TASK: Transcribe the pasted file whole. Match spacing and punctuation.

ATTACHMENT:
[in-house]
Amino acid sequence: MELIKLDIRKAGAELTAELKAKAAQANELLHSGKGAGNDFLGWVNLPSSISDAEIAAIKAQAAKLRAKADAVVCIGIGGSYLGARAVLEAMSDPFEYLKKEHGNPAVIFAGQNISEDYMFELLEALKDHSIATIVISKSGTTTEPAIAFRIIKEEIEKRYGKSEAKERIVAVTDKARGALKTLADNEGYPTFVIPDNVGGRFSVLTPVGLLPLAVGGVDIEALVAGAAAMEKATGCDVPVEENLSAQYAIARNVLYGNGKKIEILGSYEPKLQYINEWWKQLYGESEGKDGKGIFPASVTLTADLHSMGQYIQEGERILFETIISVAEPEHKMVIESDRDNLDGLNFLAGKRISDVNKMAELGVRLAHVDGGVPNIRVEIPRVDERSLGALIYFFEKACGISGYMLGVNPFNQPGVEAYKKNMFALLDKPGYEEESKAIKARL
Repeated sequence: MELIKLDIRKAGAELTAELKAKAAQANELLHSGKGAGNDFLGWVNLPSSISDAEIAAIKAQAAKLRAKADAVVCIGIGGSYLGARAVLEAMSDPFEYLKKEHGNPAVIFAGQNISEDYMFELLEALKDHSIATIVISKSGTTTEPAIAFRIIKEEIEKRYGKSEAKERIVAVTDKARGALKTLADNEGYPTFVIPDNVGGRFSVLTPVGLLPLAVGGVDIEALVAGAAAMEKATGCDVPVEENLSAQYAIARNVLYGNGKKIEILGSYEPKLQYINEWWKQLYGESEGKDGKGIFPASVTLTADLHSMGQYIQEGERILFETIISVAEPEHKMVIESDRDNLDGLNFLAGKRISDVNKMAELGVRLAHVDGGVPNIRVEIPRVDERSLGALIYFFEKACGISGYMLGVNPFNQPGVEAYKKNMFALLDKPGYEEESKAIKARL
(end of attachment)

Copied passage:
[in-house]
Amino acid sequence: MELIKLDIRKAGAELTAELKAKAAQANELLHSGKGAGNDFLGWVNLPSSISDAEIAAIKAQAAKLRAKADAVVCIGIGGSYLGARAVLEAMSDPFEYLKKEHGNPAVIFAGQNISEDYMFELLEALKDHSIATIVISKSGTTTEPAIAFRIIKEEIEKRYGKSEAKERIVAVTDKARGALKTLADNEGYPTFVIPDNVGGRFSVLTPVGLLPLAVGGVDIEALVAGAAAMEKATGCDVPVEENLSAQYAIARNVLYGNGKKIEILGSYEPKLQYINEWWKQLYGESEGKDGKGIFPASVTLTADLHSMGQYIQEGERILFETIISVAEPEHKMVIESDRDNLDGLNFLAGKRISDVNKMAELGVRLAHVDGGVPNIRVEIPRVDERSLGALIYFFEKACGISGYMLGVNPFNQPGVEAYKKNMFALLDKPGYEEESKAIKARL
Repeated sequence: MELIKLDIRKAGAELTAELKAKAAQANELLHSGKGAGNDFLGWVNLPSSISDAEIAAIKAQAAKLRAKADAVVCIGIGGSYLGARAVLEAMSDPFEYLKKEHGNPAVIFAGQNISEDYMFELLEALKDHSIATIVISKSGTTTEPAIAFRIIKEEIEKRYGKSEAKERIVAVTDKARGALKTLADNEGYPTFVIPDNVGGRFSVLTPVGLLPLAVGGVDIEALVAGAAAMEKATGCDVPVEENLSAQYAIARNVLYGNGKKIEILGSYEPKLQYINEWWKQLYGESEGKDGKGIFPASVTLTADLHSMGQYIQEGERILFETIISVAEPEHKMVIESDRDNLDGLNFLAGKRISDVNKMAELGVRLAHVDGGVPNIRVEIPRVDERSLGALIYFFEKACGISGYMLGVNPFNQPGVEAYKKNMFALLDKPGYEEESKAIKARL